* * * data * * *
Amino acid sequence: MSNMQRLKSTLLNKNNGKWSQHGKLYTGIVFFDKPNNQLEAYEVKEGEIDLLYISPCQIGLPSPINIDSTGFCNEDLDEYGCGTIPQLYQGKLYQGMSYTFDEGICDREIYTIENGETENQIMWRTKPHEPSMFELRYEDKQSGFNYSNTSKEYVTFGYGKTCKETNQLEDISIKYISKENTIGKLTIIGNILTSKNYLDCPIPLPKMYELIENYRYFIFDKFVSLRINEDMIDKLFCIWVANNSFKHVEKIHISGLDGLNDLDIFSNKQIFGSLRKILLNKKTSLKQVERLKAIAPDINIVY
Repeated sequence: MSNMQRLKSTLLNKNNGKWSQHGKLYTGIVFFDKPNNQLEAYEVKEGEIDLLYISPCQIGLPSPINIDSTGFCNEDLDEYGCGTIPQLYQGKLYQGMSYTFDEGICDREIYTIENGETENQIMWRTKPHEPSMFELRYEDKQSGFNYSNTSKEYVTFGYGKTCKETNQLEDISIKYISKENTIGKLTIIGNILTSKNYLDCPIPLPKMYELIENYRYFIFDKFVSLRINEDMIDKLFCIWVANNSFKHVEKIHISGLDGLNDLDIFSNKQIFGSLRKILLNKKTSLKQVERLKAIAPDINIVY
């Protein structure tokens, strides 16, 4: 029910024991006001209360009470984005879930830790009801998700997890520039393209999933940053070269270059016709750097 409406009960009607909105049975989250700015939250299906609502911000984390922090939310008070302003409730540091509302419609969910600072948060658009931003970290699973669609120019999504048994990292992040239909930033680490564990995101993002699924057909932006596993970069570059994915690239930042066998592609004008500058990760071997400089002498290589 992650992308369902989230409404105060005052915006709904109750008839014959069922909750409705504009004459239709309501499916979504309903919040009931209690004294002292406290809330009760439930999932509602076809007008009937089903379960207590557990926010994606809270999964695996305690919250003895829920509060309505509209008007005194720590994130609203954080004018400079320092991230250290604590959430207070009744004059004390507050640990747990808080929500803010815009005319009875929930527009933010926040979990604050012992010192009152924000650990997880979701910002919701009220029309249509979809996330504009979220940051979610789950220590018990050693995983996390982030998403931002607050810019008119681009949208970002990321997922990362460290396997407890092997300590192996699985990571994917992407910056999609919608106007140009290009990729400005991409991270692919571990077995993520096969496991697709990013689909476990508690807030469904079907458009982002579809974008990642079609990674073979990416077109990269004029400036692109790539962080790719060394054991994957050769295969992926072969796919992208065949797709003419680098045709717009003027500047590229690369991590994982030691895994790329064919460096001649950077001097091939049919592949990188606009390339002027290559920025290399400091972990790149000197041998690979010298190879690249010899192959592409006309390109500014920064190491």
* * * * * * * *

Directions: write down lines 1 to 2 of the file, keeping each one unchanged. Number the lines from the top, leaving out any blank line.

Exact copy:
Amino acid sequence: MSNMQRLKSTLLNKNNGKWSQHGKLYTGIVFFDKPNNQLEAYEVKEGEIDLLYISPCQIGLPSPINIDSTGFCNEDLDEYGCGTIPQLYQGKLYQGMSYTFDEGICDREIYTIENGETENQIMWRTKPHEPSMFELRYEDKQSGFNYSNTSKEYVTFGYGKTCKETNQLEDISIKYISKENTIGKLTIIGNILTSKNYLDCPIPLPKMYELIENYRYFIFDKFVSLRINEDMIDKLFCIWVANNSFKHVEKIHISGLDGLNDLDIFSNKQIFGSLRKILLNKKTSLKQVERLKAIAPDINIVY
Repeated sequence: MSNMQRLKSTLLNKNNGKWSQHGKLYTGIVFFDKPNNQLEAYEVKEGEIDLLYISPCQIGLPSPINIDSTGFCNEDLDEYGCGTIPQLYQGKLYQGMSYTFDEGICDREIYTIENGETENQIMWRTKPHEPSMFELRYEDKQSGFNYSNTSKEYVTFGYGKTCKETNQLEDISIKYISKENTIGKLTIIGNILTSKNYLDCPIPLPKMYELIENYRYFIFDKFVSLRINEDMIDKLFCIWVANNSFKHVEKIHISGLDGLNDLDIFSNKQIFGSLRKILLNKKTSLKQVERLKAIAPDINIVY